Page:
RACHEL DAVID: Well look, I think, at the moment, people are really concerned about two things – one is the cost of living. There’s inflation in everything from fruit and vegetables to energy prices going on. And secondly, they’re really concerned about public hospital wait times. And what’s worrying me is, health funds can cover some of the increased gap, but they can’t cover a 30 per cent increase in costs without putting up premiums for everyone. So I think there needs to be a little bit of a recognition that consumers will find this hard and some will drop out of the private system and inevitably end up making the waiting list situation worse. So it really needs to, as a private sector community, it really needs to be pulling in the same direction on this. If there is a reason that a 30 per cent fee hike is justified, well, let’s talk about it. Let’s see [indistinct]…
LEON BYNER: [Interrupts] Well, is it that the cost of prosthetics is gone up? Or is it something else?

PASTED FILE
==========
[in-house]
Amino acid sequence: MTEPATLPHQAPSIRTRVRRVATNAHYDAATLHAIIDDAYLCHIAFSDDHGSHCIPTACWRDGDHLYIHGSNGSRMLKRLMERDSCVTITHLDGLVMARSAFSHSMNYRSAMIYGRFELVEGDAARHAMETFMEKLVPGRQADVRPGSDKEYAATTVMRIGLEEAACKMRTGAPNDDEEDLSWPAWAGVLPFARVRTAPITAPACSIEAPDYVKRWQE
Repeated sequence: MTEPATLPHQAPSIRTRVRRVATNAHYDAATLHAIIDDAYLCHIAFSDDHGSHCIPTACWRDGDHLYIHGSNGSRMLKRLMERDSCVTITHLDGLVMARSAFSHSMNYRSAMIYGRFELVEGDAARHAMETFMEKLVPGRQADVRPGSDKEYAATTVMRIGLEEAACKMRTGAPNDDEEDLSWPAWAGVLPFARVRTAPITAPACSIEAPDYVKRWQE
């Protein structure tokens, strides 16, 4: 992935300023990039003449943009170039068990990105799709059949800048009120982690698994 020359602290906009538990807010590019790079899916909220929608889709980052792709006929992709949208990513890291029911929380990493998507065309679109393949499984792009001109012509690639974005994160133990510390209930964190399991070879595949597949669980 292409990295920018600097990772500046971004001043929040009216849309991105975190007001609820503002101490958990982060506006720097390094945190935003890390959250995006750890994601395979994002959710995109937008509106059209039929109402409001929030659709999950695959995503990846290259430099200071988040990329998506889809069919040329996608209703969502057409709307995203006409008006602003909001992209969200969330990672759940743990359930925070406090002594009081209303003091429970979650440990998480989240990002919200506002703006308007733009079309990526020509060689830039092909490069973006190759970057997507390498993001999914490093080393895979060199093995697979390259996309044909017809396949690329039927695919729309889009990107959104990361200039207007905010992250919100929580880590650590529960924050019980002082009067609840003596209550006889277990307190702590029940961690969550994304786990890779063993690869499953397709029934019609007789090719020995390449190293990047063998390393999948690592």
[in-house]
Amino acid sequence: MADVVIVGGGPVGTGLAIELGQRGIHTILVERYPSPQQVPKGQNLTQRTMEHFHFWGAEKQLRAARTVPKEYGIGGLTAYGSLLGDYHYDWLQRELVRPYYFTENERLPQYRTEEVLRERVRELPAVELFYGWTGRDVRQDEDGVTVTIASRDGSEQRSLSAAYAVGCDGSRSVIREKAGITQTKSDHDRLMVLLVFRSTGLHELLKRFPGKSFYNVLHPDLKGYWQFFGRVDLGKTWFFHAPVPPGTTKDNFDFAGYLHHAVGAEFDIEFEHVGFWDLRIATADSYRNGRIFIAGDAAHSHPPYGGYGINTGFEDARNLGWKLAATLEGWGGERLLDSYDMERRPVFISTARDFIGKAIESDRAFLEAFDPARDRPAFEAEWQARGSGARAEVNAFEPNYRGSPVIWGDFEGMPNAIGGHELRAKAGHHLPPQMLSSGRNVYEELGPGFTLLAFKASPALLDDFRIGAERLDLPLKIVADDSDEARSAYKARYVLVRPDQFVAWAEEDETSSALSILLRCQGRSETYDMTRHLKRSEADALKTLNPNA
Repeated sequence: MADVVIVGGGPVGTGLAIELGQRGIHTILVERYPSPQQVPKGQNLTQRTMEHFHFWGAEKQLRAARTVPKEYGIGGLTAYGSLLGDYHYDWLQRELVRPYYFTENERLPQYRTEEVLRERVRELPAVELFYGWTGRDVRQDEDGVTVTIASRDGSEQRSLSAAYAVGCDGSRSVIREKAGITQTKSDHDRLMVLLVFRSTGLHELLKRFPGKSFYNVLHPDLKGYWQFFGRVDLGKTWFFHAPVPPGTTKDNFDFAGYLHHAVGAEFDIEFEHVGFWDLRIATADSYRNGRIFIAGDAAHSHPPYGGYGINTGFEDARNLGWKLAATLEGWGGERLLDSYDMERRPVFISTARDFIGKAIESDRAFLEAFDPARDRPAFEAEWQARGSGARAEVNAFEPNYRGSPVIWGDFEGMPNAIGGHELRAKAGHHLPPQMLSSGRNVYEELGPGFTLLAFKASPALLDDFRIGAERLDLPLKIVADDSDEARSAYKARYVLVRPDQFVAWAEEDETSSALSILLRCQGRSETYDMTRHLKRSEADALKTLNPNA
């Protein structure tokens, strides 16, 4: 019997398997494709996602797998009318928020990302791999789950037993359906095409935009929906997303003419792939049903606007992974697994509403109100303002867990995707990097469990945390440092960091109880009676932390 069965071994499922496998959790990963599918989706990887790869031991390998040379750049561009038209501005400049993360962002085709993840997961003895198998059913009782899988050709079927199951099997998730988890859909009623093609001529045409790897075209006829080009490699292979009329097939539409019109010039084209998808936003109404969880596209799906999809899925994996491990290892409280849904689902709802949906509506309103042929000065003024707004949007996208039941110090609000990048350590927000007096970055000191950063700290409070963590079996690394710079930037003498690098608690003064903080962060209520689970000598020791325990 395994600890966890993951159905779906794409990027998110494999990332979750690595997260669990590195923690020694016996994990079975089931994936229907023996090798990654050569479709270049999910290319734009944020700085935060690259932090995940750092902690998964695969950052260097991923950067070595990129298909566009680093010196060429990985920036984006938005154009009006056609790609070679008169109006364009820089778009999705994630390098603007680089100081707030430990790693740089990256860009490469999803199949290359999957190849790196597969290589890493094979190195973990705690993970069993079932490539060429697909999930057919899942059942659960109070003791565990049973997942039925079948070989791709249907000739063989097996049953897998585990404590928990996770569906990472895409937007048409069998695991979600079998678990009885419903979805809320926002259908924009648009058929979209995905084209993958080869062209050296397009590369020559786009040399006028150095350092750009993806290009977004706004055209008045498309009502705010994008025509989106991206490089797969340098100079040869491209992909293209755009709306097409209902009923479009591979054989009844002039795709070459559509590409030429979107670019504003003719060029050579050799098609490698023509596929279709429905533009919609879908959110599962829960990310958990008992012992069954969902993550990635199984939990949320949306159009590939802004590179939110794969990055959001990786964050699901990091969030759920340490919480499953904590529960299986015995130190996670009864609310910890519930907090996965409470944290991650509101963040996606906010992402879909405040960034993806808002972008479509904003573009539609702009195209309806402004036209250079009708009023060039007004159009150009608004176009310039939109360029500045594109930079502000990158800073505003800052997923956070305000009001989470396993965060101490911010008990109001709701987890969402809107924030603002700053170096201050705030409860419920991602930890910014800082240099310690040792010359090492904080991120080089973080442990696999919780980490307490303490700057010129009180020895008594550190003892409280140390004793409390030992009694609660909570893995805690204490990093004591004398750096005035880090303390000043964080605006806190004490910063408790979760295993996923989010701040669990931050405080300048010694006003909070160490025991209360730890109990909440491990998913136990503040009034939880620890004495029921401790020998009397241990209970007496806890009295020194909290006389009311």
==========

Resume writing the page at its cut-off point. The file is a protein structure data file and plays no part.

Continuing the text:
RACHEL DAVID: No, I think that’s a problem but it’s actually a separate issue, because the health funds cover that completely and in a different way. These are the actual fees that surgeons are charging for their own services and their own practice.
LEON BYNER: Are they pricing themselves out of the market?
RACHEL DAVID: Well, this is a real risk. People have been relatively cashed up during the pandemic, but that’s coming to a rapid end. So with interest rates going up, with the cost of all sorts of other goods and services going up, this is not a situation that’s going to last. So, a 30- 20 to 30 per cent fee hike in some specialities continues, what they can expect is a shrinking of pool of patients that they’ll be able to draw from, and that the remainder of the people will just be joining waiting lists. I don’t think that’s a good outcome and I think we need to be much more mindful of the impact on like the average Joe in the community in some of these decisions.
LEON BYNER: So tell me, how much are private fund premiums going up? What’s the percentage pressure on them right now?